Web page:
A comparison of UVb compact lamps in enabling cutaneous vitamin D synthesis in growing bearded dragons
Diehl, J.J.E. ; Baines, F.M. ; Heijboer, A.C. ; Leeuwen, J.P. van; Kik, M. ; Hendriks, W.H. ; Oonincx, D.G.A.B. - \ 2018
Journal of Animal Physiology and Animal Nutrition 102 (2018)1. - ISSN 0931-2439 - p. 308 - 316.
25(OH)D - Lizard - Pogona vitticeps - Reptile - Ultraviolet light - Vitamin D - Vitamin D metabolites

The effect of exposure to different UVb compact lamps on the vitamin D status of growing bearded dragons (Pogona vitticeps) was studied. Forty-two newly hatched bearded dragons (<24 h old) were allocated to six treatment groups (n = 7 per group). Five groups were exposed to different UVb compact lamps for two hours per day, with a control group not exposed to UVb radiation. At 120 days of age, blood samples were obtained and concentrations of 25(OH)D3, Ca, P and uric acid were determined. In addition, plasma 25(OH)D3 concentration was determined in free-living adult bearded dragons to provide a reference level. Only one treatment resulted in elevated levels of 25(OH)D3 compared to the control group (41.0 ± 12.85 vs. 2.0 ± 0.0 nmol/L). All UVb-exposed groups had low 25(OH)D3 plasma levels compared to earlier studies on captive bearded dragons as well as in comparison with the free-living adult bearded dragons (409 ± 56 nmol/L). Spectral analysis indicated that all treatment lamps emitted UVb wavelengths effective for some cutaneous vitamin D synthesis. None of these lamps, under this regime, appeared to have provided a sufficient UVb dose to enable synthesis of plasma 25(OH)D3 levels similar to those of free-living bearded dragons in their native habitat.

Comparative genomics of campylobacter iguaniorum to unravel genetic regions associated with reptilian hosts
Gilbert, Maarten J. ; Miller, William G. ; Yee, Emma ; Kik, Marja ; Zomer, Aldert L. ; Wagenaar, Jaap A. ; Duim, Birgitta - \ 2016
Genome Biology and Evolution 8 (2016)9. - ISSN 1759-6653 - p. 3022 - 3029.
Campylobacter Iguaniorum - Comparative Genomics - Evolution - Phylogeny - Recombination - Reptile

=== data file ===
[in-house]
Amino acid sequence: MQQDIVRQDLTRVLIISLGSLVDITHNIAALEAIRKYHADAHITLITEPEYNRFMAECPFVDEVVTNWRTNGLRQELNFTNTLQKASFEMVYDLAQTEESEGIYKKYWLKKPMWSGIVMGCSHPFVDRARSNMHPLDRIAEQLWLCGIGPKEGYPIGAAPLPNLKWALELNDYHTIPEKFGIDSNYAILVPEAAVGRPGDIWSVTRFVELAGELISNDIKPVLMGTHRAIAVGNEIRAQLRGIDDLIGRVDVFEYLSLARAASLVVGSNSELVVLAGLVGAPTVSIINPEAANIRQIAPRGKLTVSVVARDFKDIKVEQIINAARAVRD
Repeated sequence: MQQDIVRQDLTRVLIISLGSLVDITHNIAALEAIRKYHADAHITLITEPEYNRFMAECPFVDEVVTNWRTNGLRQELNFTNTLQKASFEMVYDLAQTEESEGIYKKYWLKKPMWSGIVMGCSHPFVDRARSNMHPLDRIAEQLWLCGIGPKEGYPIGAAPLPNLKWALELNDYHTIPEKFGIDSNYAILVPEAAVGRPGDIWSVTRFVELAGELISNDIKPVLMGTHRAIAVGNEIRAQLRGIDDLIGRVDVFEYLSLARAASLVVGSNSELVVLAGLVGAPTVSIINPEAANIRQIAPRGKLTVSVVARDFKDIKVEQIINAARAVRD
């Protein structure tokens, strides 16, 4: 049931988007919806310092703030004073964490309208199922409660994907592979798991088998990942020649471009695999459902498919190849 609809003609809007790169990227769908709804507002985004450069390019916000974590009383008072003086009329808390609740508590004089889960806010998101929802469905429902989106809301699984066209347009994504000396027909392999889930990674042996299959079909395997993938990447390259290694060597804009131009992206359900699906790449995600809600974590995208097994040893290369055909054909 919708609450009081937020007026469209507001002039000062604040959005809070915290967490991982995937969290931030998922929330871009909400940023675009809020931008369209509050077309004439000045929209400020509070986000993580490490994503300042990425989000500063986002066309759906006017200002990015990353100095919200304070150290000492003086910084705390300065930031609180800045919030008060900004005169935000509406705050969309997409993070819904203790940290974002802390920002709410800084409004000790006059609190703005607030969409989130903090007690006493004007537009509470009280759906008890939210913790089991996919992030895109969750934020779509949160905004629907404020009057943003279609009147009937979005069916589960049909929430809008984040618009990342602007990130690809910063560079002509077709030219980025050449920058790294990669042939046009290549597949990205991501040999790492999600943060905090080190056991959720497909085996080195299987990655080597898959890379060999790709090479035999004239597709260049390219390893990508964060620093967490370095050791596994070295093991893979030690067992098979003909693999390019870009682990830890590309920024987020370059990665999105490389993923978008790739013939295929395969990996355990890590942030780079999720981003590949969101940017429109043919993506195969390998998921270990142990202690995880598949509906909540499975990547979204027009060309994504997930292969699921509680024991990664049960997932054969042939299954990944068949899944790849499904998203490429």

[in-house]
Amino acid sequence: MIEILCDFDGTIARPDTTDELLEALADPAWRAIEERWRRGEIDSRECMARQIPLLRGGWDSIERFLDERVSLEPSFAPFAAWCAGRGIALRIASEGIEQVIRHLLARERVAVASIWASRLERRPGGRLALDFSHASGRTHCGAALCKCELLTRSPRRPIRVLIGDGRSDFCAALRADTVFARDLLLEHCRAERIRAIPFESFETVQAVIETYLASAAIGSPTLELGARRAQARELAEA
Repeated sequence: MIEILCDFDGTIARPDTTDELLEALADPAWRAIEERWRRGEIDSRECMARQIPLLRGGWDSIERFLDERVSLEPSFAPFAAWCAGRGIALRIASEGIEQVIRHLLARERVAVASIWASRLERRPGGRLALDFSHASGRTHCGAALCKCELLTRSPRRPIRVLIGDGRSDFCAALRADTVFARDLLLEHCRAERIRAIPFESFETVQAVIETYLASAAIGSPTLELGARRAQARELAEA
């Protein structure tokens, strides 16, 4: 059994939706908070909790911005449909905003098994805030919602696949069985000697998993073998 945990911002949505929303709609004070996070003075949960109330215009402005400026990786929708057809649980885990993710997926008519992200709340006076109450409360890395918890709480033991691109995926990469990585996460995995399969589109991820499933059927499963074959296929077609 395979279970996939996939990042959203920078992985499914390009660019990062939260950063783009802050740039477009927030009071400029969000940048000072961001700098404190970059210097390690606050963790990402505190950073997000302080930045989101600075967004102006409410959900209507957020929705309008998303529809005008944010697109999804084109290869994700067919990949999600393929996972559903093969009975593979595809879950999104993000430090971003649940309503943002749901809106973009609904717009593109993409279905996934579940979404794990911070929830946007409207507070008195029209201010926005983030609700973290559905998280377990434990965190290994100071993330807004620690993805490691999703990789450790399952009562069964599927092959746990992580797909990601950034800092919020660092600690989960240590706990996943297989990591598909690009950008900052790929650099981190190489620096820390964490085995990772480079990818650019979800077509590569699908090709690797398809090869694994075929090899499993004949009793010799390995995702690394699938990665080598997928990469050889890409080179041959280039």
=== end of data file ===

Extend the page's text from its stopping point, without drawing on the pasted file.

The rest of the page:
Campylobacter iguaniorum is most closely related to the species C. fetus, C. hyointestinalis, andC. lanienae. Reptiles, chelonians and lizards in particular, appear to be a primary reservoir of this Campylobacter species. Here we report the genome comparison of C. iguaniorumstrain 1485E, isolated from a bearded dragon (Pogona vitticeps), and strain 2463D, isolated froma green iguana (Iguana iguana), with the genomes of closely related taxa, in particular with reptile-Associated C. fetus subsp.Testudinum. In contrast to C. fetus, C. iguaniorum is lacking an S-layer encoding region. Furthermore, a defined lipooligosaccharide biosynthesis locus, encoding multiple glycosyltransferases and bounded by waa genes, is absent from C. iguaniorum. Instead, multiple predicted glycosylation regionswere identified inC. iguaniorum.One of these regions is>50 kb withdeviantG+Ccontent, suggesting acquisition via lateral transfer. These similar, but non-homologous glycosylation regions were located at the same position on the genome in both strains. Multiple genes encoding respiratory enzymes not identified to date within the C. fetus clade were present. C. iguaniorum shared highest homology with C. hyointestinalis and C. fetus. As in reptile-Associated C. fetus subsp.Testudinum, a putative tricarballylate catabolism locus was identified. However, despite colonizing a shared host, no recent recombination between both taxa was detected. This genomic study provides a better understanding of host adaptation, virulence, phylogeny, and evolution of C. iguaniorum and related Campylobacter taxa.